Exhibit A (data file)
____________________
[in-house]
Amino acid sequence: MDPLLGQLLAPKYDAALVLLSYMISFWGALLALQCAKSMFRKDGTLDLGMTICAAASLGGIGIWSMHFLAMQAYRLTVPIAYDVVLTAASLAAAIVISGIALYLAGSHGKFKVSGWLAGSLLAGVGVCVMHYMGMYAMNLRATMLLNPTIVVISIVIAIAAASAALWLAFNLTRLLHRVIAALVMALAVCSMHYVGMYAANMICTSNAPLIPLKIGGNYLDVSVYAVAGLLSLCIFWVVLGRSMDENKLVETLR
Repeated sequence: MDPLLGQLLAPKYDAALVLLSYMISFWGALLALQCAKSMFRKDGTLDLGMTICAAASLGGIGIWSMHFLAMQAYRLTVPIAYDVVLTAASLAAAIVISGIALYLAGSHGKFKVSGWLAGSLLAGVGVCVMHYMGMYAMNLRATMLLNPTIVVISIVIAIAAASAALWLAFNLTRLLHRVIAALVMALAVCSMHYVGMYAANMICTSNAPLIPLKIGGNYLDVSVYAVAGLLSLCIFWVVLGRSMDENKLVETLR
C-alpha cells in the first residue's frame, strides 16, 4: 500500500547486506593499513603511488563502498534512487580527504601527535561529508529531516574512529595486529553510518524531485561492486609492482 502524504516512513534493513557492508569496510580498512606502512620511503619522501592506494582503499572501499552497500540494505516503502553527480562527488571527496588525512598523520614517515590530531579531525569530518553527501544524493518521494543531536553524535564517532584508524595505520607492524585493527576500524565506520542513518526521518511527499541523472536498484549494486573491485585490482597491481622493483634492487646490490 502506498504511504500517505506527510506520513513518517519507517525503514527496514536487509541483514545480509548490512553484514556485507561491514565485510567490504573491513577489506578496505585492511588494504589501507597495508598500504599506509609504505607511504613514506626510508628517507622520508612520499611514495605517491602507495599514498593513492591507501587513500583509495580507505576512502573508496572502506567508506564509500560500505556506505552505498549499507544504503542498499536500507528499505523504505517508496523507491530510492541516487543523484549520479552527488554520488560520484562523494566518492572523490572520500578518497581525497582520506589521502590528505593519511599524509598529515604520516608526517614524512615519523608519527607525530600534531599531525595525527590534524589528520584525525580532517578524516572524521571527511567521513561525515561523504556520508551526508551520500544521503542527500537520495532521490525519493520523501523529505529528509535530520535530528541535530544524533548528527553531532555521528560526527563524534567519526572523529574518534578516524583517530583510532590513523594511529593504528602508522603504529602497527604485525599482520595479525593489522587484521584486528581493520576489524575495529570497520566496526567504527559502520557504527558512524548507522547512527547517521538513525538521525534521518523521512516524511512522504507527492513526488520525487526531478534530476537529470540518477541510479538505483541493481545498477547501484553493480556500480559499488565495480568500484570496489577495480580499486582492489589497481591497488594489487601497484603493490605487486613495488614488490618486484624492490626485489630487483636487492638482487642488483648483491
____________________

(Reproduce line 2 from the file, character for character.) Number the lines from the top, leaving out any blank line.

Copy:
Amino acid sequence: MDPLLGQLLAPKYDAALVLLSYMISFWGALLALQCAKSMFRKDGTLDLGMTICAAASLGGIGIWSMHFLAMQAYRLTVPIAYDVVLTAASLAAAIVISGIALYLAGSHGKFKVSGWLAGSLLAGVGVCVMHYMGMYAMNLRATMLLNPTIVVISIVIAIAAASAALWLAFNLTRLLHRVIAALVMALAVCSMHYVGMYAANMICTSNAPLIPLKIGGNYLDVSVYAVAGLLSLCIFWVVLGRSMDENKLVETLR